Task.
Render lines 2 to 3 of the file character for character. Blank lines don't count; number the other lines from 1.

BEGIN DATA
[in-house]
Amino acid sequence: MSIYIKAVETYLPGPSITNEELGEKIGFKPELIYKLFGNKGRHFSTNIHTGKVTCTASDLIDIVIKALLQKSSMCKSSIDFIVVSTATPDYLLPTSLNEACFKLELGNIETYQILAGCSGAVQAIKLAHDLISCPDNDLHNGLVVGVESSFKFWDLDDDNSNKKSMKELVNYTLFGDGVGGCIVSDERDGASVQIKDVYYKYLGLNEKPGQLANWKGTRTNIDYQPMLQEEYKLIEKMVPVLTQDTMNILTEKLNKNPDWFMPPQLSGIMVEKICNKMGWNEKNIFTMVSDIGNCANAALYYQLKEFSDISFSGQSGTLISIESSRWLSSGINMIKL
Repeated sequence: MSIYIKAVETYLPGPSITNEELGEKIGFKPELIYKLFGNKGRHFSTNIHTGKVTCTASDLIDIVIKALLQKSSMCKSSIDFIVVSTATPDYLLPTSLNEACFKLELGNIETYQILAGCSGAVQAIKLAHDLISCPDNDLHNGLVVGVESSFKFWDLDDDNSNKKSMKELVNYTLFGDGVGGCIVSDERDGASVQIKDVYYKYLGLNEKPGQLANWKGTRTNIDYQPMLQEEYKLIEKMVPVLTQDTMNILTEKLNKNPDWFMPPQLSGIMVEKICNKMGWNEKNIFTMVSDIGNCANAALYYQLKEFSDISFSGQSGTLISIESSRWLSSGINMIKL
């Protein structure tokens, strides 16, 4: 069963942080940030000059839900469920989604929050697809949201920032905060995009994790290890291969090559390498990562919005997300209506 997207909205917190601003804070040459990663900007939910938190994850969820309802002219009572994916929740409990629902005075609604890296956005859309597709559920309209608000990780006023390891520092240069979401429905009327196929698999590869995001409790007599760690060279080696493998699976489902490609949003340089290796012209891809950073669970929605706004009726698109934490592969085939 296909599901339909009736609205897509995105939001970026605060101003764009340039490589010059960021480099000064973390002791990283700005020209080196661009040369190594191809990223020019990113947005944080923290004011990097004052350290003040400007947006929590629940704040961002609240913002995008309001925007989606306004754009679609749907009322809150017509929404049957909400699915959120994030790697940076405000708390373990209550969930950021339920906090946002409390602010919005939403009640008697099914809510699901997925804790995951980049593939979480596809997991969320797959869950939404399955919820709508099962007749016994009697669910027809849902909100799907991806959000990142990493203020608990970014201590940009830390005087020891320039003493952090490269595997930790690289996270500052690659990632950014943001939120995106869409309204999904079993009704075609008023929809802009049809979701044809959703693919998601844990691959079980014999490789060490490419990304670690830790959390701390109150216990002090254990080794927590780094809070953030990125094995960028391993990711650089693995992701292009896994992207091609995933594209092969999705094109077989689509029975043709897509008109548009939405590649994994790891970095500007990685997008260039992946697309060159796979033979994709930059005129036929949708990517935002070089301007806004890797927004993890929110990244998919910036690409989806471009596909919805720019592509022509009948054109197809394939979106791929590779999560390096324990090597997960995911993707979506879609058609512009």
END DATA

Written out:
Amino acid sequence: MSIYIKAVETYLPGPSITNEELGEKIGFKPELIYKLFGNKGRHFSTNIHTGKVTCTASDLIDIVIKALLQKSSMCKSSIDFIVVSTATPDYLLPTSLNEACFKLELGNIETYQILAGCSGAVQAIKLAHDLISCPDNDLHNGLVVGVESSFKFWDLDDDNSNKKSMKELVNYTLFGDGVGGCIVSDERDGASVQIKDVYYKYLGLNEKPGQLANWKGTRTNIDYQPMLQEEYKLIEKMVPVLTQDTMNILTEKLNKNPDWFMPPQLSGIMVEKICNKMGWNEKNIFTMVSDIGNCANAALYYQLKEFSDISFSGQSGTLISIESSRWLSSGINMIKL
Repeated sequence: MSIYIKAVETYLPGPSITNEELGEKIGFKPELIYKLFGNKGRHFSTNIHTGKVTCTASDLIDIVIKALLQKSSMCKSSIDFIVVSTATPDYLLPTSLNEACFKLELGNIETYQILAGCSGAVQAIKLAHDLISCPDNDLHNGLVVGVESSFKFWDLDDDNSNKKSMKELVNYTLFGDGVGGCIVSDERDGASVQIKDVYYKYLGLNEKPGQLANWKGTRTNIDYQPMLQEEYKLIEKMVPVLTQDTMNILTEKLNKNPDWFMPPQLSGIMVEKICNKMGWNEKNIFTMVSDIGNCANAALYYQLKEFSDISFSGQSGTLISIESSRWLSSGINMIKL